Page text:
Western medicine regards disease and death as a dastardly enemy to be fought with all resources possible. Wonderful people do suffer and die. However, Elder Malcolm S. Jeppsen pointed out the importance of recognizing the Lord’s will when he said:

The Lord has given a condition for healing blessings: “He that hath faith in me to be healed, and is not appointed unto death, shall be healed” (D&C 42:48; emphasis added). Even when a person relies in faith on the Lord for blessings, if it is his or her appointed time to die, there will not be restoration of health. Indeed, “death [must come] upon all men, to fulfill the merciful plan of the great Creator” (2 Ne. 9:6). [“Divine Prescription,” 17]

President Spencer W. Kimball strengthened this position, adding:

Bones can be straightened, germs can be killed, sutures can close wounds, and skillful fingers can open and close bodies; but no man yet has found a way to actually heal. Man is the offspring of God and has within him the re-creating power that is God-given. [TSWK, 508]

We have discussed the impact of religion in general and the gospel of Jesus Christ on health. More specifically, what are these gifts from a loving Father in Heaven that have such a profoundly positive effect on health?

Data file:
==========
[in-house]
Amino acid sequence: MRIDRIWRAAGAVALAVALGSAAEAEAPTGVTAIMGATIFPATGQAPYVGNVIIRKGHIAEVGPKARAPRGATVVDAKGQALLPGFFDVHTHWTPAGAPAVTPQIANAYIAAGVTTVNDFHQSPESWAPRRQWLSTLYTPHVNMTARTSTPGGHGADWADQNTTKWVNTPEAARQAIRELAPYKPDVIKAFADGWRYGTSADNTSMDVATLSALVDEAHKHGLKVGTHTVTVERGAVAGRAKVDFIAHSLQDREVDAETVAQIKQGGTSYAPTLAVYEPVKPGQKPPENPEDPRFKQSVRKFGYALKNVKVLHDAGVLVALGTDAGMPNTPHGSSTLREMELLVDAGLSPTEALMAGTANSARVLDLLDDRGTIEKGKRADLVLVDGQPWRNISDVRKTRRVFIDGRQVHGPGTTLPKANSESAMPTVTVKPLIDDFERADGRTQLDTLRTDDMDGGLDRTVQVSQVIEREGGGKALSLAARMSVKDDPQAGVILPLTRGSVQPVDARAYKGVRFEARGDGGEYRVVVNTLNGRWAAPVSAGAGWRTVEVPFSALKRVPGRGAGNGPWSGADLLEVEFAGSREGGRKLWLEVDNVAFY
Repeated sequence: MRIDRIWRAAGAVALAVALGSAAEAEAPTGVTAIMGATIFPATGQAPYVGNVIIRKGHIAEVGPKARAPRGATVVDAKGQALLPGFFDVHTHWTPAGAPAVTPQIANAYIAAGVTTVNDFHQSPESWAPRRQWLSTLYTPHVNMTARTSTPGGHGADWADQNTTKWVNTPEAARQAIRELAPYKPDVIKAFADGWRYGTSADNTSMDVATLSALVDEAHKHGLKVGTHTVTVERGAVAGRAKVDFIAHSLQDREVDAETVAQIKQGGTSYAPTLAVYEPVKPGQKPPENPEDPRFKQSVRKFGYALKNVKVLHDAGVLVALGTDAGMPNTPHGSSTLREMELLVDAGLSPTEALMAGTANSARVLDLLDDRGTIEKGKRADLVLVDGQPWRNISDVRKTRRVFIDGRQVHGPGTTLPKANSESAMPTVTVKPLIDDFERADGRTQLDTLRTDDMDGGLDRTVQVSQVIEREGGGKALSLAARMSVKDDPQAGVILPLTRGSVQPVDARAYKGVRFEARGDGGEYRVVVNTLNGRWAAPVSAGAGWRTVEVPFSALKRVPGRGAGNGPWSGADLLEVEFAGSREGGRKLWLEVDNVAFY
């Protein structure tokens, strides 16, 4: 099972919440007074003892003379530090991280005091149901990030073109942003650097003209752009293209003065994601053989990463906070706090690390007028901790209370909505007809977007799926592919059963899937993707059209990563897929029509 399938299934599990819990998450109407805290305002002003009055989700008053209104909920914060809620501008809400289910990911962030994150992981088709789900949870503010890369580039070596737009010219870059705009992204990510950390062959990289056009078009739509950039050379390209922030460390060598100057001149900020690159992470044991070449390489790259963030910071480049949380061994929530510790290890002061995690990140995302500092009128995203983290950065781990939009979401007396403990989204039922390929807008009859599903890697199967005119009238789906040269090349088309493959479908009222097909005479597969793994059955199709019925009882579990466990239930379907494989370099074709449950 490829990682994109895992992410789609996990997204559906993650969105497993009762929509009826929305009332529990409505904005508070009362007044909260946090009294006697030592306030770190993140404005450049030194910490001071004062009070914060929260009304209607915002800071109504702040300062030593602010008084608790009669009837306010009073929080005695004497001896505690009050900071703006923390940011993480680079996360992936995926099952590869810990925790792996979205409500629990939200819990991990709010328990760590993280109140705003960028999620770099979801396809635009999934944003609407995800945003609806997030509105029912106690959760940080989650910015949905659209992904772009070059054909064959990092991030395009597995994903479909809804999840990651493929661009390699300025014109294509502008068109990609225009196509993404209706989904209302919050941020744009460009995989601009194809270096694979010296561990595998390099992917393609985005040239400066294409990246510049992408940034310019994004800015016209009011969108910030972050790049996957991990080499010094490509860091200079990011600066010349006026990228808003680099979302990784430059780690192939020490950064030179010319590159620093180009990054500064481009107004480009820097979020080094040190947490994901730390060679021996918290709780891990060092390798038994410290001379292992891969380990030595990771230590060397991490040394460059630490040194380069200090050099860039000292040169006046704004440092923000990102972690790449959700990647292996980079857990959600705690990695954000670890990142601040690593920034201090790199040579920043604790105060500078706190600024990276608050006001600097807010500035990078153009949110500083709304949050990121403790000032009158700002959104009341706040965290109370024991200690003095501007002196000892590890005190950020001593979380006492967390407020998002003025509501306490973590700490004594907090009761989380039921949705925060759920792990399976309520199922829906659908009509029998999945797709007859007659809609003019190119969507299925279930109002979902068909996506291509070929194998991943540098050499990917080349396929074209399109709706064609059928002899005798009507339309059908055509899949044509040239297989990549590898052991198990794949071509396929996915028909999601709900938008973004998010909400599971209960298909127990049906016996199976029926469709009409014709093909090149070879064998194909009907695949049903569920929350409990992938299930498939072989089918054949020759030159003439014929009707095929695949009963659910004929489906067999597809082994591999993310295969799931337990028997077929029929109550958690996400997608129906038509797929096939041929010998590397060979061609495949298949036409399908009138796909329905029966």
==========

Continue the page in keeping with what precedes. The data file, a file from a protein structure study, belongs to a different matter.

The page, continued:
1. Faith

Faith is the assurance we have of things not seen. Faith protects health and promotes healing by strengthening the body against the physical changes that can accompany stress. In the same way it can even affect the course of a disease. A review of studies confirms the power of faith over physiological processes (see “More Than Just Placebo: Review Confirms ‘Healing’ Effects,” New Sense Bulletin 16, no. 8 [May 1991]: 1–2). Faith has been shown to influence microbes, plants, animals, and human beings, even from a distance. These studies, combined with personal experiences, have resulted in a growing appreciation of faith among members of the medical community.

2. Social Support and Relationships

Researchers who conducted a nine-year study of more than 7,000 California residents were able to identify a single factor that most often led to good health and long life: the amount of social support a person enjoys. They concluded that people with social ties—regardless of their source—lived longer than people who were isolated. And “people who have a close-knit network of intimate personal ties with other people seem to be able to avoid disease, maintain higher levels of health, and in general, to deal more successfully with life’s difficulties” (S. Leonard Syme, in Emrika Padus and the editors of Prevention magazine, The Complete Guide to Your Emotions and Your Health: New Dimensions in Mind/Body Healing [Emmaus, Pennsylvania: Rodale Press, 1986], 83–84).